I hadn’t considered light from behind. I’ll look into that, one more thing to worry about!
I’ll also try removing some of the protective screen on the front of the Speedglas to see if that makes any difference.

With a fixed-shade hood I like to have some additional light around to position myself. I’ve even used a flexy desk lamp. With an auto-hood that doesn’t make a difference to me.

Adding something like this to the back of the hood helps if you’re bothered by reflections and seems to be beneficial for all types of helmets.


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I added a hood/cape to my helmet like the picture above, using an old t-shirt and duct tape. You want the inside of the helmet to be as dark as possible. Take a hint from photographers, if you want to see detail when looking through glass you don’t want any light shining on the side of the glass you’re looking at.
Screenshot 2024-05-24 at 10.44.19 AM

Do you weld with straight current or pulse? When using pulse I try to make the ambient light as bright as possible, I find the background current doesn’t put out enough light to see well.


I grabbed a helmet cover for my 3350 and it was a total gamechanger. I am pretty sensitive to glare and my shop lights are fairly bright so the cover helped a lot to improve visibility. When I was setting up lighting in my shop, I put a 4-tube array right over the welding table and it’s been lovely to have that directly over the welding area. imo any light you can get will help with improving visibility during the welding process.


I’ve always welded underneath a skylight or such if I can, with perhaps 300 lumens ambient minimum, and have a couple of daylight shade LED panel lights for those dark evenings.
There are some very useful light meter apps to measure with.

I find my Speedglas 9100XX is a bit dark when off (about shade 4-5), so needs a lot more ambient light than some of the other high end helmets such as Optrel and Kemppi, which run almost clear. I only use it for aluminium work now, 100+A, 80Hz pulsing.

The biggest problem I had with using my Speedglas with steel was the sensitivity of the switching. Running down around 100A/15A with near 1Hz pulsing, even when set at max sensitivity it would often switch off if I managed to get a hand in such a postition that it shaded one of the sensors (but not my eyes) from the arc. You can make this better by upping the delay, but then need to wait ages at the end of a pass to reposition.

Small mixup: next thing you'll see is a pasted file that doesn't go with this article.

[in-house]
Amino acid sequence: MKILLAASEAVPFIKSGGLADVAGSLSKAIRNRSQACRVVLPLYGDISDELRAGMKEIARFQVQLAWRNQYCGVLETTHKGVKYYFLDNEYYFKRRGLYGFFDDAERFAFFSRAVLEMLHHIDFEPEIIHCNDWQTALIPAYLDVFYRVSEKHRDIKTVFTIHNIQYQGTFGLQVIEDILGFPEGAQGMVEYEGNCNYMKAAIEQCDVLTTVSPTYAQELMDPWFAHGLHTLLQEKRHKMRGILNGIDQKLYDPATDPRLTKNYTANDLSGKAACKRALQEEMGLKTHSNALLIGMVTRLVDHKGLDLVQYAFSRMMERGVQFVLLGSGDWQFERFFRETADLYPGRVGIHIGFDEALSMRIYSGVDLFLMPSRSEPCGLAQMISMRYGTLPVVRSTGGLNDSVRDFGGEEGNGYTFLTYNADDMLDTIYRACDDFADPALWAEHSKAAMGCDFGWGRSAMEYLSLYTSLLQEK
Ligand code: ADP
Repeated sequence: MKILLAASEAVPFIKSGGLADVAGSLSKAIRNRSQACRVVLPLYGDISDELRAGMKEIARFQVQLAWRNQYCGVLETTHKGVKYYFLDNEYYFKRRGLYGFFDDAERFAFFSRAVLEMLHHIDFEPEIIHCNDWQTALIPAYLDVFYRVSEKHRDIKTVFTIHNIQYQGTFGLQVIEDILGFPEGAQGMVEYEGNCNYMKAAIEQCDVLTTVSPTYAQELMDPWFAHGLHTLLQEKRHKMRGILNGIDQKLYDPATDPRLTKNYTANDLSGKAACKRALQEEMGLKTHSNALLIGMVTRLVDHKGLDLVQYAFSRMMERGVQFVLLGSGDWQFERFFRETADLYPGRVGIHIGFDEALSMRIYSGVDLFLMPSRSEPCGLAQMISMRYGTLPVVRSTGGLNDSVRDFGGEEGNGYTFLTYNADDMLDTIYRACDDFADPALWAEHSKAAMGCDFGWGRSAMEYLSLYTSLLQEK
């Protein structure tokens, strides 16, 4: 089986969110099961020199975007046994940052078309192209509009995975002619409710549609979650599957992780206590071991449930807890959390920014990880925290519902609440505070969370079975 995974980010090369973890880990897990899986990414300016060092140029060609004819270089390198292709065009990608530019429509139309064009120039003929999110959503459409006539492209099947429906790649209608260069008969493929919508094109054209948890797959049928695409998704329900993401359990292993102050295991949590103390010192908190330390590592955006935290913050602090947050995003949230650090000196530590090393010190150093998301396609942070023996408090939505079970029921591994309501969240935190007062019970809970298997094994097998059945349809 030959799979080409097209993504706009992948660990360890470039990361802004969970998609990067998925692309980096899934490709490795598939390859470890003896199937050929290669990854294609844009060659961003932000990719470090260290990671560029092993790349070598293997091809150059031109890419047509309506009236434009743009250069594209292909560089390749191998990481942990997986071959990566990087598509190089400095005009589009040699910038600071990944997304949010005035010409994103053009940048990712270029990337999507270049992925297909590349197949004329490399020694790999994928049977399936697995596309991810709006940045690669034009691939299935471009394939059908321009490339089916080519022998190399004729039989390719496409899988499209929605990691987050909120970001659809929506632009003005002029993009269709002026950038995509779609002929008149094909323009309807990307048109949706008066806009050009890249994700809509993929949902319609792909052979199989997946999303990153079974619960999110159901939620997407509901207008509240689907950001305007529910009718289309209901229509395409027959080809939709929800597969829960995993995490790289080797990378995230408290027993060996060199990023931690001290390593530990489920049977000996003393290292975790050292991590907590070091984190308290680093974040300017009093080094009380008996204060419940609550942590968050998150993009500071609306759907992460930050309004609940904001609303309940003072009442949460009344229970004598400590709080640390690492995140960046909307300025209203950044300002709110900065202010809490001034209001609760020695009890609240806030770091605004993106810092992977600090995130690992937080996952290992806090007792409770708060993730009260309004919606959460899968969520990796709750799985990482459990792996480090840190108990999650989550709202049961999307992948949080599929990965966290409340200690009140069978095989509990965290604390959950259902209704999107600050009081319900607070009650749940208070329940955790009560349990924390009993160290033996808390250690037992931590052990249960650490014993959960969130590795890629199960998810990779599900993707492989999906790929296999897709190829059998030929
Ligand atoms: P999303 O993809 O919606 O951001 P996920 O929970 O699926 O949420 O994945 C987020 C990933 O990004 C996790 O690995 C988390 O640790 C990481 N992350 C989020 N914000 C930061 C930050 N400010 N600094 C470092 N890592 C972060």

It’s a hardcore industrial helmet that is build to cope with 350A pipewelders using it, and doesn’t seem to be so happy with the slow pulsed, low amp work on steel and Ti.

I had a go with fixed shade helmets, which I hated after decades of using auto-darkening on aluminium. Never could flip them down reliably without getting out of position or hitting something. So tried at least 4 other more basic auto-darkening ones (Weldability, ESAB etc), none of which were much of an improvement on the Speedglas.

However…I now use a really cheap, but surprisingly good, one from Lidl, the Parkside PSHP 1A1. For £35 in 2022, I though it might be worth a punt. :wink:
It has decent true colour filtering, shade, sensitivity and delay knobs on the outside, filter setting runs from a Shade 5 to 13, and can be set permanently on for grinding work. Around Shade 3 when switched off, normal sunglasses level, so positioning isn’t a problem.

It doesn’t seem to be available from Lidl anymore, but this looks to be the same item re-badged on Amazon:

Similar problems with my eyesight now, I’m 57. Similarly, could never get cheaters to work for me, so have some decent +3.5 readers for welding. Higher than I need for reading, but I find I weld closer than I read.
I use short range (+2.5 reading out to 5m max focus) varifiocals for most workshop time, and some Uvex Horizon glasses +3 with clip-on/flip-up green (for straight O/A) or blue (Gasfluxing) filters for brazing.

All the best,
Dan Chambers